Investigation - Statistics and Teddy Grahams

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You are a bear-eating monster. There are two kinds of bears: happy bears and sad bears. You can tell the difference between them by the way they hold their hands. Happy bears hold their hands high in the air, and sad bears hold their hands down low. Happy bears taste sweet and are easy to catch. Sad bears taste bitter, are sneaky, and are hard to catch. Because of this, you eat only happy bears.

New bears are born every 'year' (during hibernation) and the birth rate is one new bear for every old bear left from the last year. The happy trait is recessive, so the happy bears are homozygous recessive. In addition, because the sad trait is dominant, the sad bears are either homozygous or heterozygous dominant.

Make a prediction about what will happen to the phenotypic and genotypic frequencies in the population after a few generations. Explain your reasoning.



1.  Obtain a population of 10 bears and record he number of happy and sad bears and the total population number. Assume that the genotypes in your beginning population are homozygous dominant or recessive (there are no heterozygotes).

Using the equation for Hardy-Weinberg equilibrium, calculate the frequencies of both the dominant and recessive alleles and the genotypes that are represented in the population.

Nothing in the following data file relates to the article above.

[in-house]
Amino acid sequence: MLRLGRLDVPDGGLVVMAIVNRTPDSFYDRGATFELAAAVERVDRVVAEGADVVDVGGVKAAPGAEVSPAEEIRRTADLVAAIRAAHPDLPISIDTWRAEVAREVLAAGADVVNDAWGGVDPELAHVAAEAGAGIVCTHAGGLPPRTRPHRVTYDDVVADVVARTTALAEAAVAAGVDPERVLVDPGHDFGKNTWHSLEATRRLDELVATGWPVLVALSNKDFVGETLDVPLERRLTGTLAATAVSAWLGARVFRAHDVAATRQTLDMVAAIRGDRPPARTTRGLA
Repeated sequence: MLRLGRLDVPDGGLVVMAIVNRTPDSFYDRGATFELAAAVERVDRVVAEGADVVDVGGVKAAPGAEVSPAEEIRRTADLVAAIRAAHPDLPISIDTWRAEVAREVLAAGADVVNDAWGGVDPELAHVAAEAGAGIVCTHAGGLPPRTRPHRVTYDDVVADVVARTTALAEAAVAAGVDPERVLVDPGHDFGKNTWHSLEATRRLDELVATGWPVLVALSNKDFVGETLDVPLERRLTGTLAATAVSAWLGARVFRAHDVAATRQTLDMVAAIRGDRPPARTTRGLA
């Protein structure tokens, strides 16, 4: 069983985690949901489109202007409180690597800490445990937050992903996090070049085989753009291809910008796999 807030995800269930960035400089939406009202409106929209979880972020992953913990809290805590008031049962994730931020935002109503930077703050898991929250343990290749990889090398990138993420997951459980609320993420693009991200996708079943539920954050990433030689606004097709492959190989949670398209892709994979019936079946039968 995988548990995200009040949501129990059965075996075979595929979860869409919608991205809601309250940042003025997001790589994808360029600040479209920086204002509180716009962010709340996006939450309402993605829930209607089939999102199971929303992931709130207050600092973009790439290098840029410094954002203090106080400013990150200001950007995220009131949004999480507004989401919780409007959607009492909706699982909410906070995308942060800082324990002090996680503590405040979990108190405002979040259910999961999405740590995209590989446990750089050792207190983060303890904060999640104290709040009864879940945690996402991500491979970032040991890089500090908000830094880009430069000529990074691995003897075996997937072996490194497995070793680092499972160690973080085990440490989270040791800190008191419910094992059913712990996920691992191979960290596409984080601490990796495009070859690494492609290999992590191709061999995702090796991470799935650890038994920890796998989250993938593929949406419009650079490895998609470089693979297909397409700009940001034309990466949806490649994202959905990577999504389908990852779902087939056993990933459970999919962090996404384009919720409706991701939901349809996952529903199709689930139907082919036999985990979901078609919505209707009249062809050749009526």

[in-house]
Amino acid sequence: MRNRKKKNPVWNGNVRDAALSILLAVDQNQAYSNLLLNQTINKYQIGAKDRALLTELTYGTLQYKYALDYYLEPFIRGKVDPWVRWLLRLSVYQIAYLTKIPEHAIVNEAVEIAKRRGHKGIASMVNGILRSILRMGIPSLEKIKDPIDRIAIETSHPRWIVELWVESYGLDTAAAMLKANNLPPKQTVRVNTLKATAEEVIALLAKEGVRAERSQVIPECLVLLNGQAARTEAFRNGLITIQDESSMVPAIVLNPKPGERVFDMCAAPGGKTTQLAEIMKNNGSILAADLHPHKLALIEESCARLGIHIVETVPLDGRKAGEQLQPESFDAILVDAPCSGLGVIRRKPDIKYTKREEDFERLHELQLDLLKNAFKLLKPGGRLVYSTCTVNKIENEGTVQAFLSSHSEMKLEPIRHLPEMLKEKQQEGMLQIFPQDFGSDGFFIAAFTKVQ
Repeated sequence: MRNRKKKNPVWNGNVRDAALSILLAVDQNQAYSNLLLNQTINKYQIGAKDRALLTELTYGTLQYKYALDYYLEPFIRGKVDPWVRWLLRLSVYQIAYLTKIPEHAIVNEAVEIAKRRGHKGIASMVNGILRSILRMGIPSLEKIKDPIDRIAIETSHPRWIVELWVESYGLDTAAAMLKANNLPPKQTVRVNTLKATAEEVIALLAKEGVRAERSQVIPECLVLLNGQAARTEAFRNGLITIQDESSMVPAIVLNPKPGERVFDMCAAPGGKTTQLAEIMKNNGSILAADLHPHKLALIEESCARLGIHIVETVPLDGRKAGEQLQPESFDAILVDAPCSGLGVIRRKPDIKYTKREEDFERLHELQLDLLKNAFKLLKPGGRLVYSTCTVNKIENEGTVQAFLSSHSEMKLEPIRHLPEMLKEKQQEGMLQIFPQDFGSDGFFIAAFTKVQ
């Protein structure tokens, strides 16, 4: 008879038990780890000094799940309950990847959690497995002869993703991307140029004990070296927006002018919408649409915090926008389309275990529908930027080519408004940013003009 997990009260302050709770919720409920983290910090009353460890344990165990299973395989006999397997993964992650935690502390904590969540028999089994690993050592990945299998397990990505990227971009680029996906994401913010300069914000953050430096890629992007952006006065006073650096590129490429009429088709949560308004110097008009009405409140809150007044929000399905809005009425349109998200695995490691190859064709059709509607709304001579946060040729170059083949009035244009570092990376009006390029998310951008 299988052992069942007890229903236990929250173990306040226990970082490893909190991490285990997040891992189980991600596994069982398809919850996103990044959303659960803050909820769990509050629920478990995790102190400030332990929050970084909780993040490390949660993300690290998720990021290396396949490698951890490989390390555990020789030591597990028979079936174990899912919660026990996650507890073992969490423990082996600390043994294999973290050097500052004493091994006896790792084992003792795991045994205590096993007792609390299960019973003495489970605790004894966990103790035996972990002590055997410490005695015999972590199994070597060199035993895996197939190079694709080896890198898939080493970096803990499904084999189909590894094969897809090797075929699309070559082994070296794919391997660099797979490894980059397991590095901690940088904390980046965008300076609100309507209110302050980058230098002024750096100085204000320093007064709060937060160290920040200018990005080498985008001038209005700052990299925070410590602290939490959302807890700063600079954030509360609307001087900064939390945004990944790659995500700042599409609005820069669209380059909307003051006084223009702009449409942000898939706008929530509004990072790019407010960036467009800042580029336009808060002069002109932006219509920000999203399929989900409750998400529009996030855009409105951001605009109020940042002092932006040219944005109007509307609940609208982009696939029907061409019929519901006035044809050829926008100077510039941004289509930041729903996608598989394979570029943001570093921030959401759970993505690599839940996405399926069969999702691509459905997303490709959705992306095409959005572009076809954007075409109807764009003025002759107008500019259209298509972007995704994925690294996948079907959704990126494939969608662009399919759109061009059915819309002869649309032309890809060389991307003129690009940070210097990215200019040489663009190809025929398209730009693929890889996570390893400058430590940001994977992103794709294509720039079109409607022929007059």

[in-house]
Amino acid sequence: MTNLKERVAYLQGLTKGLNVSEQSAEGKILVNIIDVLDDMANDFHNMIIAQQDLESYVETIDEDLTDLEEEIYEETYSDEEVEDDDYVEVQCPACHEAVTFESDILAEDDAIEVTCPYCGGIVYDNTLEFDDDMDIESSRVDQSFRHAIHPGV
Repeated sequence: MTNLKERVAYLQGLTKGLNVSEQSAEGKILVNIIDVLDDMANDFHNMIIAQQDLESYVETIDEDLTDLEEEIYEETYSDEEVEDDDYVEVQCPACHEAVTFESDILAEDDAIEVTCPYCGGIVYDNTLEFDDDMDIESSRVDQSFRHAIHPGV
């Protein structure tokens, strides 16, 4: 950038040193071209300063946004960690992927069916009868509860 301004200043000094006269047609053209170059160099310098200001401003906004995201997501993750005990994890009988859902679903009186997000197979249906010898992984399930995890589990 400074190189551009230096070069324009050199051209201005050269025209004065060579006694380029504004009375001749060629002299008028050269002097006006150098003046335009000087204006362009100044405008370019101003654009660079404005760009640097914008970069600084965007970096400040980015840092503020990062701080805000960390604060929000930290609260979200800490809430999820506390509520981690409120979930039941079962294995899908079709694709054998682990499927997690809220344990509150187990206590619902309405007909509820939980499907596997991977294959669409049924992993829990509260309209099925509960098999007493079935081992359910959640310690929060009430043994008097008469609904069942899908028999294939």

p2 + 2pq + q2 = 1

p + q = 1

Example: If 5 of the 10 bears are happy, then 10 out of 20 alleles would be happy alleles. Therefore the q2 number would be 0.5. You must then determine the q number by taking the square of 0.5.

2.  Eat three happy bears. (If you do not have three happy bears, then eat the difference in sad bears.)

Next you will use the remaining bears to produce offspring during breeding season.  Each remaining bear bear will produce one new bear. 

3.  Repeat this process for four generations of bears and construct a data table to show how many of happy and sad bears are in the population for each generation.   Data should reflect the frequency of each type of bear. 


p2 (sad)

2pq (sad)

q2 (happy)



1 (initial)








4.  Using your data, construct a graph that will show what happens to the bear population over time.  Use percentages of happy and sad bears for each generation.   Changes in frequencies should be shown on the same graph. 



Prepare a short summary of what you observed in this activity that addresses the following:

  1. What is happening to the genotype and allele frequencies in the population of Teddy Grahams?
  2. What would you expect to happen if you continued the selection process for additional generations?
  3. How would the frequencies change if you were to now select for the sad bears?
  4.  Why doesn’t the recessive allele disappear from the population? How is it protected?

Related Resources

Hardy Weinberg Problem Set (Answer Key) - determine the allele frequencies in a population, practice sets

Squirrel Populations and Hardy Weinberg Equilibrium - explore populations of squirrels in North America